Golfers and Tennis Elbow
While many people are familiar with the names of these conditions, there is less widespread understanding about how they differ. Both tennis elbow, or lateral epicondylitis, and golfer’s elbow, or medial epicondylitis, are injuries to the tendons attaching your forearm muscles to the bone at your elbow. The “epicondyle” part of epicondylitis refers to the bony bumps or protrusions at your elbow.
Lateral epicondylitis affects the tendons attached to the outer (lateral) side of your elbow, which are connected in turn to the muscles that extend your wrist backward and straighten your fingers. Medial epicondylitis affects tendons connected to the inner (medial) side of your elbow, which are attached to the muscles that flex your wrist and contract your fingers when you grip something.
Both injuries are usually the result of repetitive strain on the tendons, and although you don’t have to be a golfer or tennis player to experience them, the repeated forceful motions involved in both sports make them very common.
The anatomical structures involved in tennis elbow and golfer’s elbow are very similar and the symptoms are also similar, but they appear on opposite sides of the elbow and arm.
Common symptoms of tennis elbow include:
- Pain that radiates from the outside of your elbow and down your forearm
- Tenderness on the outside of your elbow
- Weakness in your forearm or a weak grip
- Pain when you grip things, twist something or, if you play tennis, especially with backhand strokes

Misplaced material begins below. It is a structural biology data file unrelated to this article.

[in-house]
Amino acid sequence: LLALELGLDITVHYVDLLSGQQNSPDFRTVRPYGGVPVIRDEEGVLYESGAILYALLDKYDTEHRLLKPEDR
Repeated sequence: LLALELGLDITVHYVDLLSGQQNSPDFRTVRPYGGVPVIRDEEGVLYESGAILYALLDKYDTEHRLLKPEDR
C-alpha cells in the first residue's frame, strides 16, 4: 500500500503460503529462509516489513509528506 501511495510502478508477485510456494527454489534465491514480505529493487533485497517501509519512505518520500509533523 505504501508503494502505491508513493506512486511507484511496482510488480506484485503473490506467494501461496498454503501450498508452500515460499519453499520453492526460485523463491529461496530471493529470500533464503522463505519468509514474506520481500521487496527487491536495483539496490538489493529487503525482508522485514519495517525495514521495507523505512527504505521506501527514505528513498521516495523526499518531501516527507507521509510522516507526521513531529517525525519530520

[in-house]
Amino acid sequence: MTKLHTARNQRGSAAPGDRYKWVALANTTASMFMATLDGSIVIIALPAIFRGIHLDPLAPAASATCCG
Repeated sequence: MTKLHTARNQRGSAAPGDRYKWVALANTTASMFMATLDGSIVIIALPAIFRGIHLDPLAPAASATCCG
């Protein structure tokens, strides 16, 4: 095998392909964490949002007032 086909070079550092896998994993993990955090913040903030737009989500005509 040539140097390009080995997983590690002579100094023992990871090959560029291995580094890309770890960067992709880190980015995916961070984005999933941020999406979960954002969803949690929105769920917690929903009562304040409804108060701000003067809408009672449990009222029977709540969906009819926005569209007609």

Golfer’s elbow symptoms are similar, but occur on the inside of your arm and include:
- Pain and tenderness on the inside of your elbow
- Pain that radiates down your arm from the inside of your elbow
- Weakness in your hand or wrist
- Numbness or tingling in your ring and little fingers
- Pain when you grip or twist things
- Pain when you flex your wrist
Both tennis elbow and golfer's elbow symptoms usually start gradually and get worse over time. Both conditions are types of tendonitis, or inflammation of a tendon, and both are commonly caused by overuse. This may be due to excessive force on a regular basis (like hitting a tennis or golf ball) or due to other repetitive activities that involve the forearm muscles. The tendons over time can progress from inflammation, to partial thickness tears, and finally full thickness tears. Painters, plumbers, and carpenters or anyone performing repetitive gripping and lifting activities are also prone to both tennis and golfer’s elbow.
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